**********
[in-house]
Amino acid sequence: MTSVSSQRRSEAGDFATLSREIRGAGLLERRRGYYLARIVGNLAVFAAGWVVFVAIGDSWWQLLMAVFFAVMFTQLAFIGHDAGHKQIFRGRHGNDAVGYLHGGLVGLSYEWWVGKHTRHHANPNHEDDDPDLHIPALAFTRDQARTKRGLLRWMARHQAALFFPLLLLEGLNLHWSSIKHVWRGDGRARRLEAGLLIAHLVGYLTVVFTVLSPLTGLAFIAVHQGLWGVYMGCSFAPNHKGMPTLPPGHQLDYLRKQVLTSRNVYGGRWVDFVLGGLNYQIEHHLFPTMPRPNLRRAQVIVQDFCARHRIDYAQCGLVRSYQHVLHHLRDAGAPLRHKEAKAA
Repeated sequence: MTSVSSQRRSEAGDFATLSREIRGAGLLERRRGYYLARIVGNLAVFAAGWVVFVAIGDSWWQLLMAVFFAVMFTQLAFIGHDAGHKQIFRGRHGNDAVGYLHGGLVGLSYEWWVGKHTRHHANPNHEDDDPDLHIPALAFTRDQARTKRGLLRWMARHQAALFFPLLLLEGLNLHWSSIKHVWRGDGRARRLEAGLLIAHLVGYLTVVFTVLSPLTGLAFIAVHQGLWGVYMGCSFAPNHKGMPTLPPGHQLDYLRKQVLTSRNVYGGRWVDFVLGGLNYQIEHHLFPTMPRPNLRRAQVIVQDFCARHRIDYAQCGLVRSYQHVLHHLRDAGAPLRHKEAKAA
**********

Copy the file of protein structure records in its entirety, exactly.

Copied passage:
[in-house]
Amino acid sequence: MTSVSSQRRSEAGDFATLSREIRGAGLLERRRGYYLARIVGNLAVFAAGWVVFVAIGDSWWQLLMAVFFAVMFTQLAFIGHDAGHKQIFRGRHGNDAVGYLHGGLVGLSYEWWVGKHTRHHANPNHEDDDPDLHIPALAFTRDQARTKRGLLRWMARHQAALFFPLLLLEGLNLHWSSIKHVWRGDGRARRLEAGLLIAHLVGYLTVVFTVLSPLTGLAFIAVHQGLWGVYMGCSFAPNHKGMPTLPPGHQLDYLRKQVLTSRNVYGGRWVDFVLGGLNYQIEHHLFPTMPRPNLRRAQVIVQDFCARHRIDYAQCGLVRSYQHVLHHLRDAGAPLRHKEAKAA
Repeated sequence: MTSVSSQRRSEAGDFATLSREIRGAGLLERRRGYYLARIVGNLAVFAAGWVVFVAIGDSWWQLLMAVFFAVMFTQLAFIGHDAGHKQIFRGRHGNDAVGYLHGGLVGLSYEWWVGKHTRHHANPNHEDDDPDLHIPALAFTRDQARTKRGLLRWMARHQAALFFPLLLLEGLNLHWSSIKHVWRGDGRARRLEAGLLIAHLVGYLTVVFTVLSPLTGLAFIAVHQGLWGVYMGCSFAPNHKGMPTLPPGHQLDYLRKQVLTSRNVYGGRWVDFVLGGLNYQIEHHLFPTMPRPNLRRAQVIVQDFCARHRIDYAQCGLVRSYQHVLHHLRDAGAPLRHKEAKAA